Photo © Courtesy of Conservation International
By Kiley Price, Conservation International Staff Writer and News Editor
The pandemic took lives. In many places, it also took livelihoods.
COVID-19 lockdowns and travel restrictions cratered ecotourism in Africa in 2020, depriving local communities of life-sustaining revenues. As a result, poaching surged across the continent—driven by desperation for food and income, or by profit, and exacerbated by weakened enforcement efforts, experts have said.
However, the people of Chyulu Hills in southeast Kenya—said to be the inspiration for Ernest Hemingway’s “Green Hills of Africa”—were able to tell a different story.
Even as the pandemic spread across Africa last year, local governments and communities in this region generated enough revenue to hire additional rangers to crack down on poaching—and made a number of other investments in their own long-term food security, health and well-being.
How? By protecting and restoring forests.
The Chyulu Hills region, which provides water for nearby communities, livestock and wildlife, has seen deforestation driven largely by slash-and-burn agriculture and charcoal burning for fuelwood. For the past seven years, local communities, the Maasai Wilderness ConservationTrust (MWCT), the private sector and other partners have teamed up with Conservation International to protect and restore the forests and grasslands of this critical landscape.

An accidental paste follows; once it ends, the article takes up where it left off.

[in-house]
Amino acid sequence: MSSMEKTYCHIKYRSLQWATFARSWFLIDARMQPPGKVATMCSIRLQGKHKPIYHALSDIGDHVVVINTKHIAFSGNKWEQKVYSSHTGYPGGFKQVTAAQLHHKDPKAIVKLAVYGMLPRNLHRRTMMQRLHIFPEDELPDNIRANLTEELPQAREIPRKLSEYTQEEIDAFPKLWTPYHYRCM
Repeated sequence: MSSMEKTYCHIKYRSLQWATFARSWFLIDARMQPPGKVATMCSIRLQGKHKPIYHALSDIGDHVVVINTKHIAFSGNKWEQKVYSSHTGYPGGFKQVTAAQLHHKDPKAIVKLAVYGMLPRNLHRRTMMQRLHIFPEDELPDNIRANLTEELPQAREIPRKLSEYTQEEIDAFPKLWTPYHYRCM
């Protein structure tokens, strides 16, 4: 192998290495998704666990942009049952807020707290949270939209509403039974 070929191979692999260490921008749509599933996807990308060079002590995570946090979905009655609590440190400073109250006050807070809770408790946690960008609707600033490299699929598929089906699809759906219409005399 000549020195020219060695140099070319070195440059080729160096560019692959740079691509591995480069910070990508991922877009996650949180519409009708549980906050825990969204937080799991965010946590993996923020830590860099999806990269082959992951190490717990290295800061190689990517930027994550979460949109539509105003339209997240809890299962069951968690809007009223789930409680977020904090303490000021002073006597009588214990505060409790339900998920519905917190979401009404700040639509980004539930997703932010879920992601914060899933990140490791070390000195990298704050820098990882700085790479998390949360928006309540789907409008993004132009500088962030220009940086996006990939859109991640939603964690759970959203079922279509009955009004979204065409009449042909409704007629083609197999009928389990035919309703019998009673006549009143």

In 2017, the Chyulu Hills region became verified as a REDD+ project—a United Nations-backed initiative that provides financial incentives for communities, regions, and countries to keep forests intact, thereby preventing carbon emissions caused by deforestation. Revenues for the project come from the sale of carbon credits, which represent a reduction in greenhouse gas emissions that countries, companies, or individuals can purchase to compensate for emissions made somewhere else.
Since its creation, the Chyulu Hills REDD+ project has helped conserve and restore 404,000 hectares (one million acres) of land, protecting iconic species such as elephants and rhinos and preventing the release of around 37 million metric tons of carbon emissions. It has also helped stimulate local economies; the sale of carbon credits generated more than US$ 3 million in 2020 alone.
According to Andrey Arutyunyan, a REDD+ manager for MWCT, this steady stream of income from the sale of carbon credits—both before and during the pandemic—has been “transformational” for local communities, including Indigenous Maasai pastoralists and Kamba agriculturalists.
“In the past, NGOs or other organizations have often come in and tried to tell communities what they need,” he said.
“The Chyulu Hills REDD+ project is different. The communities are making the final decisions on how profits from carbon credits are used based on their priorities. The impacts have been life-changing.”
Jobs are ‘buzzing’
Many people living in Chyulu Hills historically turned to destructive practices like slash-and-burn farming and poaching to provide for their families.